New Italian Cinema
In 1994, Wim Wenders railed against U.S. demands for greater access to European movie screens: "The Americans not only sell their films, but with them a way of life -- music, fashion, clothes, a whole stars and stripes culture!" U.S. films were then occupying 80 percent of European theaters, and still do. Festivals like NICE -- "New Italian Cinema Events," eight films at the Delancey Street screening room this week and next -- remind us that there is still strong, worthy regional cinemas outside our borders.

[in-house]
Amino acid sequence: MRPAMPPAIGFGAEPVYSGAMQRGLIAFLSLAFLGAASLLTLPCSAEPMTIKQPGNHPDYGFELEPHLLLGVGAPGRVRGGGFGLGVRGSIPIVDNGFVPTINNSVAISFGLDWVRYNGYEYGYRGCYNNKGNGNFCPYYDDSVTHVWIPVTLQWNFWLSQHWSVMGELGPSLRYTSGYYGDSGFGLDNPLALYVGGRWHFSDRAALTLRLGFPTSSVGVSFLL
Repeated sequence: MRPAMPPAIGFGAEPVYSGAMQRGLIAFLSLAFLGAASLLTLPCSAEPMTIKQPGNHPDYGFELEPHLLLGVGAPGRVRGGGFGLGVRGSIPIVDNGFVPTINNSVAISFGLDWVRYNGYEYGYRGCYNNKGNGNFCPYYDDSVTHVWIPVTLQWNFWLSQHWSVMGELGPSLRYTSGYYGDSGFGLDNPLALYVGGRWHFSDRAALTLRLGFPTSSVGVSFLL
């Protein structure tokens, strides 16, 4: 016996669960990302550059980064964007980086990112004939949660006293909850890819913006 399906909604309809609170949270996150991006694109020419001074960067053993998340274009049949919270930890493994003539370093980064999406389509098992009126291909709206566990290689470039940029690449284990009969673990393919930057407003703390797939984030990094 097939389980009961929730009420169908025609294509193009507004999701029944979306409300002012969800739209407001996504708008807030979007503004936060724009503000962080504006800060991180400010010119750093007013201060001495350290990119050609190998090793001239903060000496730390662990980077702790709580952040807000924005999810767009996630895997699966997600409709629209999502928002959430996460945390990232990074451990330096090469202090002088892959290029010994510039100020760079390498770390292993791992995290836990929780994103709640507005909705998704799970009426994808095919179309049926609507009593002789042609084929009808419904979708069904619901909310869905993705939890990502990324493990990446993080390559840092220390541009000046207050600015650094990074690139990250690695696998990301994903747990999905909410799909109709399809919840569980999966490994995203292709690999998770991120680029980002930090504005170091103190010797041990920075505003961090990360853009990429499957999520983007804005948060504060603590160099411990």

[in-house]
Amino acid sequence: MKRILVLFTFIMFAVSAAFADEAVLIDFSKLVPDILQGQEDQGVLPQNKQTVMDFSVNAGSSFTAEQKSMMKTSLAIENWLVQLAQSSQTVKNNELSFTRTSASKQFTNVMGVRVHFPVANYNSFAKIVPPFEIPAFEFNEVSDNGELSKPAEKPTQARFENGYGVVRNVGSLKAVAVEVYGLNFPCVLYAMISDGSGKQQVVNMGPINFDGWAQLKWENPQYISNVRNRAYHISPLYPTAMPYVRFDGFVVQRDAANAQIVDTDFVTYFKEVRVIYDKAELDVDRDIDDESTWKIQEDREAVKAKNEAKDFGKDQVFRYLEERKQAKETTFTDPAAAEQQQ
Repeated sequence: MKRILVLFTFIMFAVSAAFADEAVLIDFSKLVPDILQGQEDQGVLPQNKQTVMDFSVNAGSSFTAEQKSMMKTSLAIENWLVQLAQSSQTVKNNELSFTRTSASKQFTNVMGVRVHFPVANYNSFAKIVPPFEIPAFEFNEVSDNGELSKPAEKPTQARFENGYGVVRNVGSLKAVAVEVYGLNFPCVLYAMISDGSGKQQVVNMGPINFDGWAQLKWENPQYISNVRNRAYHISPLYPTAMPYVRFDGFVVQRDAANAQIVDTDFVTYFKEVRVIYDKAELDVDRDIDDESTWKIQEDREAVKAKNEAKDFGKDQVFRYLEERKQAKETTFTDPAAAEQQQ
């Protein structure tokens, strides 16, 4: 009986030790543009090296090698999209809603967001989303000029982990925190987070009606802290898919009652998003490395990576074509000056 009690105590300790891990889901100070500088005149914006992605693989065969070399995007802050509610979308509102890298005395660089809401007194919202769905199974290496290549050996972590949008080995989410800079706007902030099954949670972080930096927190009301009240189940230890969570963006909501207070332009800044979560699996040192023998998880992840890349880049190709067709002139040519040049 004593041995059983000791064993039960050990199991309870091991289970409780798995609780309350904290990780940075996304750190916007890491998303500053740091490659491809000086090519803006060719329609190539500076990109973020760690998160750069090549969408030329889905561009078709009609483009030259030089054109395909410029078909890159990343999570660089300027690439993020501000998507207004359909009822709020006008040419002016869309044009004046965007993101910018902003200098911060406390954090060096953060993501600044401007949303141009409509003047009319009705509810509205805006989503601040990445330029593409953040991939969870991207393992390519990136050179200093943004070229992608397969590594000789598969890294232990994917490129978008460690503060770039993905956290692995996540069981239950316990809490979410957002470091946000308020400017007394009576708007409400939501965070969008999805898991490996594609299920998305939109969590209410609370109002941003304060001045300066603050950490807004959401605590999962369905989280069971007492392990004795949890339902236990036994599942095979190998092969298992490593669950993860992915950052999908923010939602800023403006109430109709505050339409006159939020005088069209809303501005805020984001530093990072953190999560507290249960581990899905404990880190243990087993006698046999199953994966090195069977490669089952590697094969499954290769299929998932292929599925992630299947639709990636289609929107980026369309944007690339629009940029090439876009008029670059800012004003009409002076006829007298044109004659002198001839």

Edoardo Winspeare's Pizzicata, an audience favorite at the SFIFF this year, is a veritable ethnography of Italian rural life, set in the desolate Salentino Peninsula circa 1943. At the center of this gripping drama about a doomed love affair between a wounded American fighter pilot and a peasant girl is the pizzica, a wonderfully sexy dance, shown in rich detail, that mocks the Catholic repressions of the culture. Matteo Garrone's Land in Between is set in an equally barren landscape, this time the off-roads of modern Italy where Nigerian whores and Albanian day laborers eke out a living. In Satisfaction or Your Money Back, director Sandro Baldoni skewers corporate culture in a black-comic look at an ad agency's attempts to market a dog food called "Vermito" that consists mainly of maggots -- I mean, "Argentinian pampas worms." Perhaps the high point is Roberto Faenza's Marianna Ucria. Based on a best seller about the grim lot of an 18th-century Sicilian noblewoman, this Baroque melodrama has all the elements of a classy bodice-ripper -- wealth, class conflict, a mute heroine, rape, incest, lepers, madness, and murder -- but gains pathos and power from a feminist subtext and a florid set design that suggests a kind of brooding hysteria even in the quiet scenes. In addition to its innate charms, this film surely validates Wenders and suggests that an immediate overhaul of the import-export ratio of American and European films is in order.